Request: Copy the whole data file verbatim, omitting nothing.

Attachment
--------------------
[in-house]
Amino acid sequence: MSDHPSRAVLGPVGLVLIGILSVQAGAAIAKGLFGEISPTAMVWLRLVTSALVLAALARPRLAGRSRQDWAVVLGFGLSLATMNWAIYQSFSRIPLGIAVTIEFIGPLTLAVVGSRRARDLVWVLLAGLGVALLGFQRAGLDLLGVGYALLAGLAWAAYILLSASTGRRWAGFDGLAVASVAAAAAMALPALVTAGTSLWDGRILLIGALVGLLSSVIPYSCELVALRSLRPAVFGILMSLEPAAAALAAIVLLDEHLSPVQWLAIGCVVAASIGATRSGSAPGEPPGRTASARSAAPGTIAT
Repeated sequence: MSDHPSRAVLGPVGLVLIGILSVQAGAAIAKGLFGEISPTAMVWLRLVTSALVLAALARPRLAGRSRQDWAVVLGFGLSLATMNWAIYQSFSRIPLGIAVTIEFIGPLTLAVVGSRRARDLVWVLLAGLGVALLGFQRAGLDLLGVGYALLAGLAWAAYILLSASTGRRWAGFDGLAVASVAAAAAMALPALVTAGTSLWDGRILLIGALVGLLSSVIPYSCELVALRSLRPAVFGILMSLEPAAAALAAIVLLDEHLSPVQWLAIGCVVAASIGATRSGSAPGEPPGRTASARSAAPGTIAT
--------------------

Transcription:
[in-house]
Amino acid sequence: MSDHPSRAVLGPVGLVLIGILSVQAGAAIAKGLFGEISPTAMVWLRLVTSALVLAALARPRLAGRSRQDWAVVLGFGLSLATMNWAIYQSFSRIPLGIAVTIEFIGPLTLAVVGSRRARDLVWVLLAGLGVALLGFQRAGLDLLGVGYALLAGLAWAAYILLSASTGRRWAGFDGLAVASVAAAAAMALPALVTAGTSLWDGRILLIGALVGLLSSVIPYSCELVALRSLRPAVFGILMSLEPAAAALAAIVLLDEHLSPVQWLAIGCVVAASIGATRSGSAPGEPPGRTASARSAAPGTIAT
Repeated sequence: MSDHPSRAVLGPVGLVLIGILSVQAGAAIAKGLFGEISPTAMVWLRLVTSALVLAALARPRLAGRSRQDWAVVLGFGLSLATMNWAIYQSFSRIPLGIAVTIEFIGPLTLAVVGSRRARDLVWVLLAGLGVALLGFQRAGLDLLGVGYALLAGLAWAAYILLSASTGRRWAGFDGLAVASVAAAAAMALPALVTAGTSLWDGRILLIGALVGLLSSVIPYSCELVALRSLRPAVFGILMSLEPAAAALAAIVLLDEHLSPVQWLAIGCVVAASIGATRSGSAPGEPPGRTASARSAAPGTIAT